The governor told the media Wednesday it is unclear how long it will take to fully restore the Metro-North New Haven Line, but it could be up to three weeks.
"Needless to say, I am frustrated. An outage of three weeks or more is completely unacceptable," Gov. Dannel P. Malloy said at a press conference Wednesday afternoon.
Metro-North officials said train service between Stamford and New York City was shut down after power was lost from the Con Edison Feeder early Wednesday morning.
Train service between New Haven and Stamford will continue Wednesday, but it is expected to only be able to be limited to "carrying only 30 to 40 percent of normal peak period ridership," Malloy said.
For Thursday, there will be electric train service between New Haven and Stamford with the trains making all the stops. Riders can transfer to diesel trains at the Stamford station and continue all the way to Grand Central Station.
Diesel trains will run every 25 minutes during the peak morning hours and hourly through the rest of the day
Malloy has urged Connecticut residents to avoid riding the Metro-North New Haven Line, which is the busiest rail line in the United States, and seek alternate service. There are 40,000 people that regularly rely on the train service.
"Plan on long-term lack of service or being underserved to the point where if you can stay home and telecommute, that would be a good idea," Malloy said.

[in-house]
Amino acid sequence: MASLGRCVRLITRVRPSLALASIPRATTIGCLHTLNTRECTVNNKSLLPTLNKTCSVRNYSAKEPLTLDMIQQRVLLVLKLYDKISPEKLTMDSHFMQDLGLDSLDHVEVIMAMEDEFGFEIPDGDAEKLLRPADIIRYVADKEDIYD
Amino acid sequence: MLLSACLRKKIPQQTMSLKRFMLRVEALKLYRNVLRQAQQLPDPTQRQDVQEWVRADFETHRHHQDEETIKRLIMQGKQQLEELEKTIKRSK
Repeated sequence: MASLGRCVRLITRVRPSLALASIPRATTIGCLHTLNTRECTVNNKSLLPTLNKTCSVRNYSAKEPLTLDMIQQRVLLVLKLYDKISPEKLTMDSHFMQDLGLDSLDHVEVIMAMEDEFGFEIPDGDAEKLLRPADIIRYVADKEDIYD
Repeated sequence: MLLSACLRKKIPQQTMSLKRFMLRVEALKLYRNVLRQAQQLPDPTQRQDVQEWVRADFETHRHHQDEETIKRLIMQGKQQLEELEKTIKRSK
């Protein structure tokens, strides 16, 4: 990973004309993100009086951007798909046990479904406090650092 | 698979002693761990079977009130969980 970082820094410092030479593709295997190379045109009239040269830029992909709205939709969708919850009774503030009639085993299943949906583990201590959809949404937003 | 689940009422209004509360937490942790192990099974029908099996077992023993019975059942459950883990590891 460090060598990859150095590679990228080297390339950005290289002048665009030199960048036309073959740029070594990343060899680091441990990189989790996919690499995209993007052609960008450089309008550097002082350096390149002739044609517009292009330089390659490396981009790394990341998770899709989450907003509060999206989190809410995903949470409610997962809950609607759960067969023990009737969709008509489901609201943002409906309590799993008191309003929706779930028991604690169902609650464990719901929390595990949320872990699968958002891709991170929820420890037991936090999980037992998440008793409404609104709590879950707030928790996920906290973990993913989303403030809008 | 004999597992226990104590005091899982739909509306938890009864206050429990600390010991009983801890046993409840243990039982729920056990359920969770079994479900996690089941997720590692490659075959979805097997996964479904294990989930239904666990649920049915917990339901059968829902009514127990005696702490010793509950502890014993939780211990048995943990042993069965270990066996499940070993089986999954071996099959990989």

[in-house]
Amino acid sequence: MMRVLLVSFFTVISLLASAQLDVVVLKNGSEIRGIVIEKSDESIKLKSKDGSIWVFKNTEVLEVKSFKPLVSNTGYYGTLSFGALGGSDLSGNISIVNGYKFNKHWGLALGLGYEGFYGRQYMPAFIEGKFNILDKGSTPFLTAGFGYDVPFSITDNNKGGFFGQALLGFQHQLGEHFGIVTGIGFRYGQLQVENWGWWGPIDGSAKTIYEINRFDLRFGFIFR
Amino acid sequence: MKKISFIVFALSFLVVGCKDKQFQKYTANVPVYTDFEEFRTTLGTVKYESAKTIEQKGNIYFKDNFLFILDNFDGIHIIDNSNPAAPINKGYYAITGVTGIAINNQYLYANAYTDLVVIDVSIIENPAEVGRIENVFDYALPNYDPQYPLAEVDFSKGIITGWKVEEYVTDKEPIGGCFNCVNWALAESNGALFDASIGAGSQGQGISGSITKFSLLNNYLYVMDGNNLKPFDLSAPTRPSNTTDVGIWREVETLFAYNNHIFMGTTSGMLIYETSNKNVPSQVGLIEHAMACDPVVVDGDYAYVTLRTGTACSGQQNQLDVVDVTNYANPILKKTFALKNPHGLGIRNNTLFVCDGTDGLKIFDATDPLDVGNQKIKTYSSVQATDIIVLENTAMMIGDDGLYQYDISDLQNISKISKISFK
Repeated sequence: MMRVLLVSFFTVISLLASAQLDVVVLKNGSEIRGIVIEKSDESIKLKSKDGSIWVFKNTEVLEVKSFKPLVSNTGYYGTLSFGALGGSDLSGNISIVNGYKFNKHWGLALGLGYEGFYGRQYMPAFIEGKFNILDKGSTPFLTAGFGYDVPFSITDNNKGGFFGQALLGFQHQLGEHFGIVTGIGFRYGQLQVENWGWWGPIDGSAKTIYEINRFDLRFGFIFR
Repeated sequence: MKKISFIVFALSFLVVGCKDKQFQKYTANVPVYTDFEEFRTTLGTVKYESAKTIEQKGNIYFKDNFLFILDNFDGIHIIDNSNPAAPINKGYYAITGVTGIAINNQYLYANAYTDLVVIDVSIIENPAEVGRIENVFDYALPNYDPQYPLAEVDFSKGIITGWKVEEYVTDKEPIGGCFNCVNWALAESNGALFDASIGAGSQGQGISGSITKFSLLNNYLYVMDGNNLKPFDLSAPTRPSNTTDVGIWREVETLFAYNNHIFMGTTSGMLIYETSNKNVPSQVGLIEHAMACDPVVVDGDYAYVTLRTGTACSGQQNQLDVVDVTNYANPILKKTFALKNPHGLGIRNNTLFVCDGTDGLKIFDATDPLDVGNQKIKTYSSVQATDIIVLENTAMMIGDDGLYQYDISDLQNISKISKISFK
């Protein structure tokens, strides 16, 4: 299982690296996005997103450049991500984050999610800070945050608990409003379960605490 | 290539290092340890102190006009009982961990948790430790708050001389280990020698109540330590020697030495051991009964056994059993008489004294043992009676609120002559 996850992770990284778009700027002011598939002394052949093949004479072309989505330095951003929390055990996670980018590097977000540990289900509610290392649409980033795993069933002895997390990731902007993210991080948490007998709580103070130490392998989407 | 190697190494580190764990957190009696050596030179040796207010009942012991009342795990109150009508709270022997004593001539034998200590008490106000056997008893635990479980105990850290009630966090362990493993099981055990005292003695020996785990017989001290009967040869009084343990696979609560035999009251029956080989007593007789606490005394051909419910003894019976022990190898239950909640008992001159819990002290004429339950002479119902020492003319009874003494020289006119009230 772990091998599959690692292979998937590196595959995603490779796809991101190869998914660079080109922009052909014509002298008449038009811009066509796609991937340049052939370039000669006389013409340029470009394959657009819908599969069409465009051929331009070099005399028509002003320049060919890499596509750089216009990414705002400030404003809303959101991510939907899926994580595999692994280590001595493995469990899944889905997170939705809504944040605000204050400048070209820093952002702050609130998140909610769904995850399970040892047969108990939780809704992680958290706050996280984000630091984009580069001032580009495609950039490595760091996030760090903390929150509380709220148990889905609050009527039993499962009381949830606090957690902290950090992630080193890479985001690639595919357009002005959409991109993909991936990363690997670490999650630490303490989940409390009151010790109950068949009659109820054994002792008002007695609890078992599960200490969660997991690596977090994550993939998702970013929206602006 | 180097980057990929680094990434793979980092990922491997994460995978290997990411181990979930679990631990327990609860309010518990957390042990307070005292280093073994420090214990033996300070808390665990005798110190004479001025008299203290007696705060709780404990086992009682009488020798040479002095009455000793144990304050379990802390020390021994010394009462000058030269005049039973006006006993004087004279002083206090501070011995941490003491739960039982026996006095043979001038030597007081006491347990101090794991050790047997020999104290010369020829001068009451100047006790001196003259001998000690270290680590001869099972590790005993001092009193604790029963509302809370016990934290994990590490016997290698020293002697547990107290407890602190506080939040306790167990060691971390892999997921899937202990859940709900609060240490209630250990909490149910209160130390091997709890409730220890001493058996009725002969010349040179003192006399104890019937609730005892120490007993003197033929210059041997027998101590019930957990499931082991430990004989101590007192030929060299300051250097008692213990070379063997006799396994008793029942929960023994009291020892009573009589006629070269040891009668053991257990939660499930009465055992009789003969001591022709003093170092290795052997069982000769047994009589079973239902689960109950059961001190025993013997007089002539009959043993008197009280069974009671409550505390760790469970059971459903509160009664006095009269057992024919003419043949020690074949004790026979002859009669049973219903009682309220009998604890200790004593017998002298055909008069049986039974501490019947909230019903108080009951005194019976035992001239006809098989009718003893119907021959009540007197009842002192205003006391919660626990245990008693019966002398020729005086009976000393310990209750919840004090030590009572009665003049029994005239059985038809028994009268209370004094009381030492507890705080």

Malloy said he was assured that the line will be fixed as soon as possible.
There was work going on in Mount Vernon. As a result, one of the feeder lines was taking offline and being replaced. Feeder line had a critical problem and its extent is not known, Malloy said.
Crews have to wait for the line to be cooled down with nitrogen and then they will examine it, Malloy said.
After that, they will look at determining what the cause of the outage was. However, the incident was not weather-related.
After the announcement was made that service was shut down from Stamford to Grand Central, thousands took to Interstate 95, which immediately became packed with people trying to make it into the city.
Road work on Interstate 95 also created traffic problems for drivers Wednesday, and the governor is looking into halting the construction to ease the congestion.
The power problems has not affected Amtrak service, however, there will be no Amtrak Acela Express on Thursday.
"Amtrak is coordinating with Metro-North Railroad and local authorities, and will resume normal operations as quickly and safely as possible when advised that power is restored," Amtrak officials said in a stamement Wednesday. "Passengers who have paid but choose not to travel due to this service disruption can receive a refund or a voucher for future travel."
All New Haven tickets will continue to be honored on Harlem service line, Malloy's office said.
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